The last nine months or so have not been easy for Liverpool Football Club. Winning the League Cup couldn’t paper over the cracks in the playing side of the clubs affairs, with a disappointing Premier League performance being enough to end the return of Kenny Dalglish. Since then, though, things have been a little more optimistic looking. The appointment of Brendan Rodgers as manager has a hint of risk about it, but early impressions have been of an intelligent man with a thorough understanding of the scale of the task ahead of him and the weight of history that the club carries, whilst rumours of, for example, the impending departure of Luis Suarez have proved – thus far – to be no more than hot air. There remains a little uncertainty around Anfield, but the club will at least start the coming season with at least a little of its poise regained.

This week, however, we have seen a very positive announcement from the club when it confirmed that it would be entering into Liverpool’s gay pride festivities next month. Such a decision is unprecedented for a club the size of Liverpool. It has been confirmed that the club will not be sending any of its players to the carnival. This is somewhat unfortunate, but it is probably not surprising when we consider that the team is on a pre-season tour of North America at the time. However, the fact that the club is happily willing to support it lends valuable publicity to the event itself as well as sending an extremely positive message on the continued importance of standing up against homophobia in football (as well, of course, as in society in a wider sense), and it is not the first time that the club has been involved in such initiatives, either – earlier this year, the clubs academy played host to the annual Football v Homophobia tournament.

It would, as the events of last season showed us in so many different respects, be foolhardy to seek to claim that Britain is the unreservedly tolerant society that some might seek to claim. The lunacy of social media networks, however, should not blind us to the positive steps that have been taken with regard to the stigmatisation and hopefully the eventual eradication of racism and homophobia in football in this country. The Kick It Out anti-racism campaign is well-established, having been set almost twenty years ago, and holds a very high profile within the game. Over the last few seasons, though, considerable amounts of time and effort have also been put into the raising of awareness of ongoing issues relating to homophobia in football by organisations such as The Justin Campaign and progress is definitely being made in this respect, although there remains much work to be done. We don’t need to draw up yet another list of the varying ways in which some supporters, football clubs, footballers and the football media have managed to disgrace themselves in public in recent years in order to make that point.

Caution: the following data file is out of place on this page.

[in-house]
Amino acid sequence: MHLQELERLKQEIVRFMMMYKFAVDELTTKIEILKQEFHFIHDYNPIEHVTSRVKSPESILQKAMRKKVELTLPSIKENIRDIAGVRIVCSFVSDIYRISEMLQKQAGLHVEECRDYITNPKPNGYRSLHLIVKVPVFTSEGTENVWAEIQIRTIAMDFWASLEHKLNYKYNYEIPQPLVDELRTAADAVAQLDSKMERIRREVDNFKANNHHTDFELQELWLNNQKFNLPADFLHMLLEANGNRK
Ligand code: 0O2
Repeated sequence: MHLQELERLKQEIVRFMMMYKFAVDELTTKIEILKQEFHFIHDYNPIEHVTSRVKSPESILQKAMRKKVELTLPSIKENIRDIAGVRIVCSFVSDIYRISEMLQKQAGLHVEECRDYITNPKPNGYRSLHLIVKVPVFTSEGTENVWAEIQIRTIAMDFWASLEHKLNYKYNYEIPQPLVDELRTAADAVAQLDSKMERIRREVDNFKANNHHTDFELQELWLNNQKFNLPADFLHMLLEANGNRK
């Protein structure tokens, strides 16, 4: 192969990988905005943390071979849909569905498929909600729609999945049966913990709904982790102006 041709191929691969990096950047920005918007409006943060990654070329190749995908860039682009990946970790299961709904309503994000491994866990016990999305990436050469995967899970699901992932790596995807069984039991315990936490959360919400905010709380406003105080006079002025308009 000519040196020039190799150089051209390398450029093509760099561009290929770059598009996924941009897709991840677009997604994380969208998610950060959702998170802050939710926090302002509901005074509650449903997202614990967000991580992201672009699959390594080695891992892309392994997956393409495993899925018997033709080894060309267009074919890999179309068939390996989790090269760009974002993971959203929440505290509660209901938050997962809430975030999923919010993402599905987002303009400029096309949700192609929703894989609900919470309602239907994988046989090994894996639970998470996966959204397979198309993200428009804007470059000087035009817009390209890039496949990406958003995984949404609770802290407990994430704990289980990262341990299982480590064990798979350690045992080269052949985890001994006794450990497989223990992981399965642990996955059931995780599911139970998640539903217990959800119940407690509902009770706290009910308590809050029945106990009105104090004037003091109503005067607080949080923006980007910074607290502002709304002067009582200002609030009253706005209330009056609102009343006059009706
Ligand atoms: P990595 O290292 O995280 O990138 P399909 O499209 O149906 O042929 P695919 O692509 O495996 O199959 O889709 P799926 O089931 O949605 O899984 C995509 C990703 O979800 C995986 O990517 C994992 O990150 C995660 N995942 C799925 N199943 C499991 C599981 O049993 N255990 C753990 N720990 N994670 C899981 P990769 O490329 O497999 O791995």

The times, however, are a-changing. When BBC3 broadcast Britains Gay Footballers, a documentary about the lack of openly gay players in the professional game, earlier this year its audience was fifty per cent up on the average for the time slot in which it was shown, and in its aftermath came a slew of thoughtful articles in both the mainstream media and the independent and online press which seemed to get to grips with the issue of homophobia in professional football in a way that had only sporadically been done before. As long ago as 2006, for example, Manchester City signed up to a program designed to help it to attract more gay supporters and employees “to send a welcoming message to gay, lesbian and bisexual supporters, be inclusive and be a progressive employer.” Yet the perception – at the very least the perception – has remained that football as a game is still entrapped by homophobia, and the only way that this can be addressed is through clubs getting involved in initiatives which make it clear that such behaviour is not acceptable in any way, from anybody associated with the game. It is, perhaps, easy to be cynical about the motives of clubs that get involved in such initiatives, but perhaps it is healthier to take these at face value whilst cotinuing to push for all in a position to do so – we’re looking at you here, the FA – to agitate for a more inclusive environment in football in this country for all, in both the dressing rooms and on the terraces.

For a Premier League football club to become officially involved in such an event as a Pride parade, however, certainly feels like something of a definite step in the right direction. Though it may be completely obvious and intuitive for us to believe that football clubs should be involved in such inclusive events, to do not do so – and in particular to not be the first to do so – could be considered to be the “easier” option for clubs to take. It is to be hoped that Liverpool Football Club is a trailblazer in this respect, and that other clubs make similar public statements of intent with regard to how they intend to treat homophobia in football. There’s a long way to go, but with gestures such as this there starts to form a feeling that definite progress is being made towards a time when any form of exclusion from our game on the basis of race, gender or sexuality is treated as a relic from a less enlightened age.

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